WASHINGTON — In West Virginia’s Appalachian Mountains, fish are vanishing. The number of species has fallen, the populations of those that remain are down, and some individual fish look a little skinny.
A new government study traces the decline in abundance to mountaintop removal, the controversial coal-mining practice of clear-cutting trees from mountains before blowing off their tops with explosives.
When the resulting rain of shattered rock hits the rivers and streams that snake along the base of the mountains, minerals released from within the stone are changing the water’s chemistry, the study said, lowering its quality and causing tiny prey such as insects, worms and invertebrates to die.
“We’re seeing significant reductions in the number of fish species and total abundance of fish downstream from mining operations,” said Nathaniel Hitt, a research fish biologist for the U.S. Geological Survey’s office in Kearneysville, W.Va., and one of the study’s two authors.
Mr. Hitt and his co-author, Doug Chambers, a biologist and water-quality specialist in the Charleston, W.Va., office of the USGS, took a 1999 study of the Guyandotte River basin’s fish populations by Penn State University researchers to compare them over time.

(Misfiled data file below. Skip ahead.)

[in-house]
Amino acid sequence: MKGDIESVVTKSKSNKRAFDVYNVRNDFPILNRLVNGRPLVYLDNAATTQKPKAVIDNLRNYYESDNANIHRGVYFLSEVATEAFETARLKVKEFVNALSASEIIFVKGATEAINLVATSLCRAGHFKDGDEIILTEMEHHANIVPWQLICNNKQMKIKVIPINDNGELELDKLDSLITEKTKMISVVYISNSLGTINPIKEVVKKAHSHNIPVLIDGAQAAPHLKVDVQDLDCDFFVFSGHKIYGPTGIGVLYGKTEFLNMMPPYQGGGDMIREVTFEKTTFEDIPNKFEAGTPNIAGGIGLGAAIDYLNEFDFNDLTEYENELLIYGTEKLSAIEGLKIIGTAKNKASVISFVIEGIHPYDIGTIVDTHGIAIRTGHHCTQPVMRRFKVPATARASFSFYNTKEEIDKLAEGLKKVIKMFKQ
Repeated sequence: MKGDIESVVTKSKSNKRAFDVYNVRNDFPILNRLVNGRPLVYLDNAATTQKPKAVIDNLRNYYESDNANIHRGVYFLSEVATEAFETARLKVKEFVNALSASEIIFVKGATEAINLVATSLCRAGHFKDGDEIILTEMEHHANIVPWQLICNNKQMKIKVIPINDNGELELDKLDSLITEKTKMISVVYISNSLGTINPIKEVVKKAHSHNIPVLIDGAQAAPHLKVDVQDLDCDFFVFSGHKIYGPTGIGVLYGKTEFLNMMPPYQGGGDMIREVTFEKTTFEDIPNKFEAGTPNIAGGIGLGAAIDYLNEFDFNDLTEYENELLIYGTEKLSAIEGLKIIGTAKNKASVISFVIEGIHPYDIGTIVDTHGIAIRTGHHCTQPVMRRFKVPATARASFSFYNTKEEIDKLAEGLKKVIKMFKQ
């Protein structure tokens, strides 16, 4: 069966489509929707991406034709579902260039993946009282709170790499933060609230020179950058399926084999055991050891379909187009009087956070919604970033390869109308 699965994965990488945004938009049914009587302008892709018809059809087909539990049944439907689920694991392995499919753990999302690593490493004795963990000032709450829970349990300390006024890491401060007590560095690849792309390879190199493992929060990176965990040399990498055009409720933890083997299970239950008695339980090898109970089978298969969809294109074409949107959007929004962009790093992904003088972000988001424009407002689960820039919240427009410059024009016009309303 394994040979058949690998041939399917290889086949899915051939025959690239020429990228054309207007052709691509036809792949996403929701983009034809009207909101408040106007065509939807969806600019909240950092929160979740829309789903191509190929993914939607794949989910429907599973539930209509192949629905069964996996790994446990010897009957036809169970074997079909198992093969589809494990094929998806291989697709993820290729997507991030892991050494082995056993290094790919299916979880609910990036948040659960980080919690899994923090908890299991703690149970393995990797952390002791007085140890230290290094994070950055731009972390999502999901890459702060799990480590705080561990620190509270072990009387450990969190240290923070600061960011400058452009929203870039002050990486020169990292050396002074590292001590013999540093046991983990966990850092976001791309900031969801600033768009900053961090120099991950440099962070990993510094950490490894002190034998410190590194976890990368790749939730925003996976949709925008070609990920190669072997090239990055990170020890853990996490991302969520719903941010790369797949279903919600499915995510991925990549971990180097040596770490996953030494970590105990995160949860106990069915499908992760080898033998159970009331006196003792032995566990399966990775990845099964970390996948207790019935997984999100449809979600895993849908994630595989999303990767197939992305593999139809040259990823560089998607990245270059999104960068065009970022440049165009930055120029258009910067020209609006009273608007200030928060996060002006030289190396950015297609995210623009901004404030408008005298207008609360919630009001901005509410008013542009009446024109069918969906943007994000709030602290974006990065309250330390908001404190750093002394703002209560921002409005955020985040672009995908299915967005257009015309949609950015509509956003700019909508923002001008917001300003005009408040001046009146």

For two years starting in 2010, they sampled the populations in waters downstream from an active mountaintop coal-mining operation. In one of the sample areas, the Mud River watershed, which contains the largest tributary of the Guyandotte River, at least “100 point source pollution discharge permits associated with surface mining have been issued,” the study said.
North America’s central Appalachian Mountains, where the basin lies, are considered a global hot spot of freshwater-fish biodiversity, but few researchers have investigated the impact of mountain strip mining on stream fish, and the effects “are poorly understood,” the study said.
Mr. Hitt and Mr. Chambers found that the number of species was cut in half, and the abundance of fish fell by a third. The silverjaw minnow, rosyface shiner, silver shiner, bluntnose minnow, spotted bass and largemouth bass, along with at least two other species detected before their study, were no longer there.
Another fish species, the small and wormlike least brook lamprey, never before detected, had moved in. In areas of the river basin where there was no mountaintop mining, fish flourished. In addition to species that were in those waters previously, seven new ones were found, including the spotfin shiner, the spottail shiner and the golden redhorse.
“I think if we only focus on the fact that it’s fish, ... some people will say, ‘So what?’ ” Mr. Chambers said. But fish and invertebrates they eat are canaries in a coal mine for researchers, “indicators of the water quality,” he said.
Research such as the USGS’s study of mountaintop mining, published online this month by the Society for Freshwater Science, is viewed with suspicion in coal country, where mining operations provide thousands of jobs.United States - North America - West Virginia